And Nutcracker drew his little sword, brandished it in the air, and shouted, "my dear vassals, friends, and brothers, will you assist me in this difficult fight?"

Three scaramouches, a Pantaloon, four chimney sweeps, two zither players, and a drummer immediately shouted, "Yes, my lord! We will loyally follow you through death, victory, and battle!"

Inspired by the Nutcracker's speech, they made the dangerous leap down from the second shelf to the floor.

They were not at all hurt because, not only were they dressed in soft wool and silk, there wasn't much inside them other than cotton and sawdust. So they plopped down like little sacks of wool.

Nutcracker, on the other hand, would have almost certainly broken himself to pieces. He he two feet to fall to the ground, and his body was as brittle as linden wood. Indeed, he would have likely broken his arms and legs had not Madame Clarette sprang from the sofa and thrust herself out from the bottom shelf to catch the Nutcracker (who had descended brandishing his sword) in her arms.

"Oh, good dear Clarette!" Marie cried. "I've misjudged you so badly. I'm sure you were happy to give the Nutcracker your bed!"

But Madame Clarette spoke now, embracing the young hero in her silken chest. "Please, my lord, as injured and sick as you are, do not go into the battle. See how your courageous vassals are ready to fight and how certain they are of victory. Scaramouche, Pantaloon, chimney sweep, zither player, and drummer are already down, and you can see that the standard bearers on my shelf are moving. Please, my lord, either rest in my arms or watch your victory from the brim of my feathered hat."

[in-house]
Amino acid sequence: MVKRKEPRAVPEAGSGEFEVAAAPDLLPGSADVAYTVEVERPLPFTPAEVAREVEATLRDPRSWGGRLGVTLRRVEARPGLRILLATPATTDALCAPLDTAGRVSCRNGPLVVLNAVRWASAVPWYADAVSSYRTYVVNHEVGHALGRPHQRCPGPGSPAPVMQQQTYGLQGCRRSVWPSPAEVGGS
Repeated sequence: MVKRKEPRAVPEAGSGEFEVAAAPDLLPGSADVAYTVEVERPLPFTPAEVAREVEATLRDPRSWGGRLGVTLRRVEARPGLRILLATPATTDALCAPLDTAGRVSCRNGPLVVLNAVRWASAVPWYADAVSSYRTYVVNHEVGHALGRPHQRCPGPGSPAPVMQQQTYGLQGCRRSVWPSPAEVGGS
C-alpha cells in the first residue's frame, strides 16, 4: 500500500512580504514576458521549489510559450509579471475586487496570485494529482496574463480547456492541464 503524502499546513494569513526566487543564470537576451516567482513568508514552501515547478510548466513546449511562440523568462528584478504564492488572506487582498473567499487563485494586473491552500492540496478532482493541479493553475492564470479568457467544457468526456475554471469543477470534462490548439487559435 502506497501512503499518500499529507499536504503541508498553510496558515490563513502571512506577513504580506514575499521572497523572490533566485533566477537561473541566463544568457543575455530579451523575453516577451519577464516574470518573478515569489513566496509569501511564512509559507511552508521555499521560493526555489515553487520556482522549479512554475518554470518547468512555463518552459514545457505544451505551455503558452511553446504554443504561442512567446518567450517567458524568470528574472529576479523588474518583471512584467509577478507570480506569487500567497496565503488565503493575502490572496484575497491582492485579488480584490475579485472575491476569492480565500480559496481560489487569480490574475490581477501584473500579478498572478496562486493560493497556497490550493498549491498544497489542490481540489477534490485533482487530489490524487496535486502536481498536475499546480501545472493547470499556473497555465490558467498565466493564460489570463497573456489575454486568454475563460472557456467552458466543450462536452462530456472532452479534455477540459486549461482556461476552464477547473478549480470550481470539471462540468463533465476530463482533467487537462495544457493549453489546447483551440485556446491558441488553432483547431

Thus Clarette spoke, but Nutcracker refused to be still and kicked his legs until she had no choice to put him down.

Nutcracker politely bowed on one knee and said, "my lady, I will always remember your grace and compassion in combat and strife."

Then Clarette bent down so she could take Nutcracker by the arm. She gently lifted him up, quickly took off her sequined cincher, and tried to put it about his shoulders as a cape. But he took two steps back, put his hand on his breast, and said solemnly, "please do not waste your favors on me, my lady, because..." he paused, then tore off the ribbon that Marie had put about his shoulders and pressed it to his lips. He let it fall, and it hung from him like a field bandage.

Brandishing his sword, he jumped as nimbly as a bird over the ledge of the bottom shelf and down to the floor.

You have probably noticed, observant reader, that the Nutcracker had felt Marie's love and kindness before he was properly alive, which is why he preferred Marie's simple white ribbon over Clarette's, even though it was quite shiny and looked very pretty.

And what now?

As Nutcracker jumped down, the squeaks and squeals began again. What a noise! Under the big Christmas table, the deadly hordes of mice waited, and over all of them the monstrous mouse with seven heads loomed.

What will happen next?